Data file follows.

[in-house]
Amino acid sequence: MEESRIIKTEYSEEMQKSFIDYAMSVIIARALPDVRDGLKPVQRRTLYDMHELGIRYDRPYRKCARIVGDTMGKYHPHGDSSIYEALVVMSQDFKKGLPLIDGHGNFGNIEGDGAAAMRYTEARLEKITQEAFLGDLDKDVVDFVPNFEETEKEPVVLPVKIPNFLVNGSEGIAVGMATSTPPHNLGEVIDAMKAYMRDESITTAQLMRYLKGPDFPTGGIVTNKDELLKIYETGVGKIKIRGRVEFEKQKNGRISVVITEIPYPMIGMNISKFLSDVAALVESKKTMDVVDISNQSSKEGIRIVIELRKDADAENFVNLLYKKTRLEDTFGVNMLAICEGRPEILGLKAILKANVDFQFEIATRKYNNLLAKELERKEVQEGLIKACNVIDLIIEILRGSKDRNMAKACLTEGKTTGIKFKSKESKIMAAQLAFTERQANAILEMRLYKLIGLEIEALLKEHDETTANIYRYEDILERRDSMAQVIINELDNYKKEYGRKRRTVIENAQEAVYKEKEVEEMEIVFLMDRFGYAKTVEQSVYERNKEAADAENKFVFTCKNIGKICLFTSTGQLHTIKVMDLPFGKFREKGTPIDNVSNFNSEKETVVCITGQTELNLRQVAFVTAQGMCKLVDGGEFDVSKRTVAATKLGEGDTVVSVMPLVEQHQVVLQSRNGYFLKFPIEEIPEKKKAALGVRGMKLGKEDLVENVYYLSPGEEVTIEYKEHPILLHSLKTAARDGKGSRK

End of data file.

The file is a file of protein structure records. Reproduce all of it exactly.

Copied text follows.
[in-house]
Amino acid sequence: MEESRIIKTEYSEEMQKSFIDYAMSVIIARALPDVRDGLKPVQRRTLYDMHELGIRYDRPYRKCARIVGDTMGKYHPHGDSSIYEALVVMSQDFKKGLPLIDGHGNFGNIEGDGAAAMRYTEARLEKITQEAFLGDLDKDVVDFVPNFEETEKEPVVLPVKIPNFLVNGSEGIAVGMATSTPPHNLGEVIDAMKAYMRDESITTAQLMRYLKGPDFPTGGIVTNKDELLKIYETGVGKIKIRGRVEFEKQKNGRISVVITEIPYPMIGMNISKFLSDVAALVESKKTMDVVDISNQSSKEGIRIVIELRKDADAENFVNLLYKKTRLEDTFGVNMLAICEGRPEILGLKAILKANVDFQFEIATRKYNNLLAKELERKEVQEGLIKACNVIDLIIEILRGSKDRNMAKACLTEGKTTGIKFKSKESKIMAAQLAFTERQANAILEMRLYKLIGLEIEALLKEHDETTANIYRYEDILERRDSMAQVIINELDNYKKEYGRKRRTVIENAQEAVYKEKEVEEMEIVFLMDRFGYAKTVEQSVYERNKEAADAENKFVFTCKNIGKICLFTSTGQLHTIKVMDLPFGKFREKGTPIDNVSNFNSEKETVVCITGQTELNLRQVAFVTAQGMCKLVDGGEFDVSKRTVAATKLGEGDTVVSVMPLVEQHQVVLQSRNGYFLKFPIEEIPEKKKAALGVRGMKLGKEDLVENVYYLSPGEEVTIEYKEHPILLHSLKTAARDGKGSRK